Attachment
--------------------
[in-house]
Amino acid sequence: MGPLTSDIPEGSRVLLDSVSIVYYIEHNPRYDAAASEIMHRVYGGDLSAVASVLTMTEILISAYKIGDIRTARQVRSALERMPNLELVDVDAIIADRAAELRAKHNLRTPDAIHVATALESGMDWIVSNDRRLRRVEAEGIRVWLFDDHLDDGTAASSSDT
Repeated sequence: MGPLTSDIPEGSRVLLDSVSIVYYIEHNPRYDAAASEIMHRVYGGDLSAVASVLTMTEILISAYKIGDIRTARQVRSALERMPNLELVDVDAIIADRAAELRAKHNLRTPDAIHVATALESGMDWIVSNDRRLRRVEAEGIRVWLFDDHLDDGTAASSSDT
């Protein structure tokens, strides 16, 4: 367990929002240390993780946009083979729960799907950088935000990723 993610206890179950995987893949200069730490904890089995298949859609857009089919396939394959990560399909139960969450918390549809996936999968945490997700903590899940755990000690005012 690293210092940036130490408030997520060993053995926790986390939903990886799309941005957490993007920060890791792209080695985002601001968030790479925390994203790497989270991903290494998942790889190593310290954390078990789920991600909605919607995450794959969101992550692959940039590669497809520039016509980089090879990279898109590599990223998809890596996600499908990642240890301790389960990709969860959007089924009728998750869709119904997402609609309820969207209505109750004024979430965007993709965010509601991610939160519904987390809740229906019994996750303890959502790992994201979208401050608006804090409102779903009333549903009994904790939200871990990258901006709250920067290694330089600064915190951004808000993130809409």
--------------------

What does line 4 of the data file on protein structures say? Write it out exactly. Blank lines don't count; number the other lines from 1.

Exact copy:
């Protein structure tokens, strides 16, 4: 367990929002240390993780946009083979729960799907950088935000990723 993610206890179950995987893949200069730490904890089995298949859609857009089919396939394959990560399909139960969450918390549809996936999968945490997700903590899940755990000690005012 690293210092940036130490408030997520060993053995926790986390939903990886799309941005957490993007920060890791792209080695985002601001968030790479925390994203790497989270991903290494998942790889190593310290954390078990789920991600909605919607995450794959969101992550692959940039590669497809520039016509980089090879990279898109590599990223998809890596996600499908990642240890301790389960990709969860959007089924009728998750869709119904997402609609309820969207209505109750004024979430965007993709965010509601991610939160519904987390809740229906019994996750303890959502790992994201979208401050608006804090409102779903009333549903009994904790939200871990990258901006709250920067290694330089600064915190951004808000993130809409």